Nativity of the Virgin Monastery (The Vladimir Kremlin)

Vladimir, Bolshaya Moskovskaya (Big Moscow) Street, 68
56.13111256, 40.41307458
+7 (4922) 32-67-10

The Nativity of the Virgin monastery is located on a high hill above the Klyazma, as if completing the ensemble of ancient white-stone churches of Vladimir. The founders of the monastery are the great Vladimir Prince Vsevolod III the Big Nest and Archbishop John. Here, until the middle of the 19th century, there was a white-stone Nativity Cathedral, built in 1192-1195, almost at the same time as the Cathedral of St. Demetrius, but very distorted by alterations. Initially, it outwardly resembled a princely temple, yielding to it, however, in the abundance of carved decoration. Instead of the columnar belt it had a geometrically simple frieze of dentate triangles ran around. The stone carving was used only for the decoration of portals and capitals.

Until the beginning of the 14th century, the temple was considered a cathedral of Russian metropolitans. In 1263, an outstanding statesman and commander, hero of the Battle on the Ice (April 5, 1242), Prince Alexander Yaroslavich Nevsky, grandson of Vsevolod the Big Nest was buried under the roof of the Nativity Cathedral. His relics for more than four and a half centuries rested in the monastery cathedral, attracting noble and rich patrons and donors. The manuscript "The Life of Alexander Nevsky" was created in the monastery and many other manuscripts were kept there. In particular, until the beginning of the 18th century, the Laurentian Chronicle, one of the oldest in Russia, was written and kept here.

The Nativity monastery was considered senior in Russia for a long time. Only in 1561 it conceded its primacy to the Trinity-Sergius Lavra, and later – the Alexander Nevsky Lavra, where in 1723, according to the decision of Peter I, the relics of Alexander Nevsky were transferred. Since that time the Nativity Monastery in Vladimir has become the third most important in Russia. After the transfer of the relics, the place of their stay in the Nativity Cathedral continued to be revered. It was allocated with an iron grating and a canvas with the painted on the green atlas image of the holy prince. In addition, the relic remained  in the monastery – a memorial reliquary in the form of a simple wooden box, in the cover of which was built in a particle of Alexander Nevsky’s relics. Since 1923, it is carefully preserved in the Assumption Cathedral.

Until the end of the 16th century, the Nativity Cathedral remained the only stone building in the monastery, before the gate church was built in the name of Alexander Nevsky. Gradually, the monastery complex grew with new buildings. At the beginning of the 17th century, in the same line with the Holy Gates, a tented refectory church was built (the Trinity church, later renamed the Church of the Nativity of Christ, which now overlooks to the Big Moskow Street). In the middle of the 17th century, a tented bell-tower with a striking clock was built, as well as stone residential cell buildings. By the end of the century there appeared the administrative, northern and southern housings of fraternal and hospital cells, and then – the eastern archimandrite corps.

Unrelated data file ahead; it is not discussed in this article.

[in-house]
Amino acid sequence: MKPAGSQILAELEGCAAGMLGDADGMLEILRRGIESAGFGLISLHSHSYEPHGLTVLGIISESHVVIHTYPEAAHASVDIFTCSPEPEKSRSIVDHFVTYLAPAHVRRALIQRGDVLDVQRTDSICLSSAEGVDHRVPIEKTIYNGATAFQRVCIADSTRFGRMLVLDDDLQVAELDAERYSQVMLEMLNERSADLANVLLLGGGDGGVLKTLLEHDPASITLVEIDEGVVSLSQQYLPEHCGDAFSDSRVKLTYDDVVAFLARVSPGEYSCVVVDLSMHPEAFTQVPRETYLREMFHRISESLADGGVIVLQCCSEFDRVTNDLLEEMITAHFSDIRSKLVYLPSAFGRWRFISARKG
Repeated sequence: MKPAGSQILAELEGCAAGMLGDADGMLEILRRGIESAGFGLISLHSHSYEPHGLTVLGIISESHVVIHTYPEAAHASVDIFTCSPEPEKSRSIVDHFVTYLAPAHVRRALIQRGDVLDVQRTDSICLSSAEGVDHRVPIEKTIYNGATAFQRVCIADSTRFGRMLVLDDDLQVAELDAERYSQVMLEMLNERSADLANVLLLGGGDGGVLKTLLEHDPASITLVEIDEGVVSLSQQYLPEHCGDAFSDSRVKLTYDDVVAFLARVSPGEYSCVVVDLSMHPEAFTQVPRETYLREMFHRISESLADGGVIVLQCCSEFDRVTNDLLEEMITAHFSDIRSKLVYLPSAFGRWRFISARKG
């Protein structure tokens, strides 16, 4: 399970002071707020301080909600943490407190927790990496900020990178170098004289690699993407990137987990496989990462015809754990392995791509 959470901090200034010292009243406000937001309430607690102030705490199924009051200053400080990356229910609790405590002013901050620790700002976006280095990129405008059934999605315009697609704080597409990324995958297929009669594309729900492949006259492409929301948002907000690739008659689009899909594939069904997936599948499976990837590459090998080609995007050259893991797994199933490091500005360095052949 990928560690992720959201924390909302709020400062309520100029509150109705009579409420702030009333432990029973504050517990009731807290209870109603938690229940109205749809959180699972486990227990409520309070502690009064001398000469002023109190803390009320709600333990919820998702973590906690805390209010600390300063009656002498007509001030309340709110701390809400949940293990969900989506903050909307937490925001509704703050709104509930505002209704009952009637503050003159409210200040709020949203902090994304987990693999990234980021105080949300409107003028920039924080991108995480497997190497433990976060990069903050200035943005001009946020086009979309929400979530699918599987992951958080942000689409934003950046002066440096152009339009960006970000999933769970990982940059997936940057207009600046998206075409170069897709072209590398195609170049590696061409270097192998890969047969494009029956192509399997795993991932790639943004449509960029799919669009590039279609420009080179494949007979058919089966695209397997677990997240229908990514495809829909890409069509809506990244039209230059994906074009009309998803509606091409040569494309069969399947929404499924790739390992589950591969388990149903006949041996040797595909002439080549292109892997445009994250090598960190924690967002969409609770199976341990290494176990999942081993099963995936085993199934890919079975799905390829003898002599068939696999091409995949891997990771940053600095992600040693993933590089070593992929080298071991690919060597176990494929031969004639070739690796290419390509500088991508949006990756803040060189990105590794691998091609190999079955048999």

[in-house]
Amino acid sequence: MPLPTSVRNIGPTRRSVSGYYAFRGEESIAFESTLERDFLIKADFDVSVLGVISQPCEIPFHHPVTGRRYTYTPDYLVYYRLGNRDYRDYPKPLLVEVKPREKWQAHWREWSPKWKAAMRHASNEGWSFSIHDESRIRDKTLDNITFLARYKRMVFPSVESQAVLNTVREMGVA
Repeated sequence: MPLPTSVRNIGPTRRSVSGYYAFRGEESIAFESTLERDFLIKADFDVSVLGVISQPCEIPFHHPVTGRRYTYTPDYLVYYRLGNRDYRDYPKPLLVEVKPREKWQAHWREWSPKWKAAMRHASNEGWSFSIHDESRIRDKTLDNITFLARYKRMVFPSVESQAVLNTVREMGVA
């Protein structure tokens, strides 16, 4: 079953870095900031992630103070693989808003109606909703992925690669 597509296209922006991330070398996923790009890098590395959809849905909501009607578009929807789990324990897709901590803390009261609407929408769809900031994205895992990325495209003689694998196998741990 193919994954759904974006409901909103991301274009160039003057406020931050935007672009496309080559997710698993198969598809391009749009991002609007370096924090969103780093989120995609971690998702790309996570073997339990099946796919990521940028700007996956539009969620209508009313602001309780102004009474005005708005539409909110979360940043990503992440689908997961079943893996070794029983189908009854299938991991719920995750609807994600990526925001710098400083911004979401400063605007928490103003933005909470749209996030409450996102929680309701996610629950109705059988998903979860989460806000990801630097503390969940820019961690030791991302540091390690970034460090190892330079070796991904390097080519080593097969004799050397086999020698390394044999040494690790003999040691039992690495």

In 1744 by the decree of Elizaveta Petrovna the Vladimir diocese was established. The Nativity monastery was abolished, becoming the residence of the bishop. It is then that the Bishops' house was built – elegant, baroque, with three high roofs-"caps", with two front staircases at the entrances. 

And what happened to the ancient Nativity Cathedral? It lived until the middle of the 19th century very dilapidated, which Alexander II saw when he was passing through Vladimir. The Emperor ordered to restore the church in its original form and donated 40 thousand rubles. As a result, a new building (reconstruction) appeared, reproducing the image of the ancient cathedral. But its age was short-lived.

In 1918 the monastic life ended – more than for 70 years. The entire monastic complex came at the disposal of Province Emergency Commission: locks were hung on the doors of the churches, crosses were replaced with red flags, and in the former refectory there was a dance hall. In July 1930, the Nativity Cathedral, which "obscured the light and sun in the apartments of employees" of the USPA (United State Political Administration – USPA) and disturbed training shooting, was dismantled together with the foundation. The same fate befell the bell-tower of the 17th century. In the 1930s and 1970s, the territory and all buildings of the former monastery belonged to the USPA, the People's Commissariat of Internal Affairs (NKVD – Russian) and the Committee of State Security (KGB – Russian).

In 1992, the monastery and the residence of the bishop were resumed in the old place. On October 30, 1993, on the day of commemoration of the victims of political repressions, a commemorative white-stone cross was opened in the garden of the Nativity Monastery, and on the monastery wall was a memorial plaque commemorating those executed in the monastery in the 1930s and 1940s.

Restoration of the Nativity Cathedral was preceded by archaeological excavations in 1997-1999, during which a large number of details of the cathedral of the 12th century were found, the foundation was completely opened and measured. In 2004, the construction of a new beautiful and unusual temple was completed, which reproduces some of the details of the original cathedral (the carved perspective portal, the belt of dentate triangles). In 2006, a bell-tower with the belfry and the church of Alexander Nevsky were built near the cathedral. These new buildings, without repeating the old ones, return to the ensemble of the Nativity Monastery its outstanding role in the city panorama. Not casually, many inhabitants of Vladimir have got used to name this magnificent construction on the high bank of the Klyazma "the Vladimir Kremlin". 

Author: V. Korolkova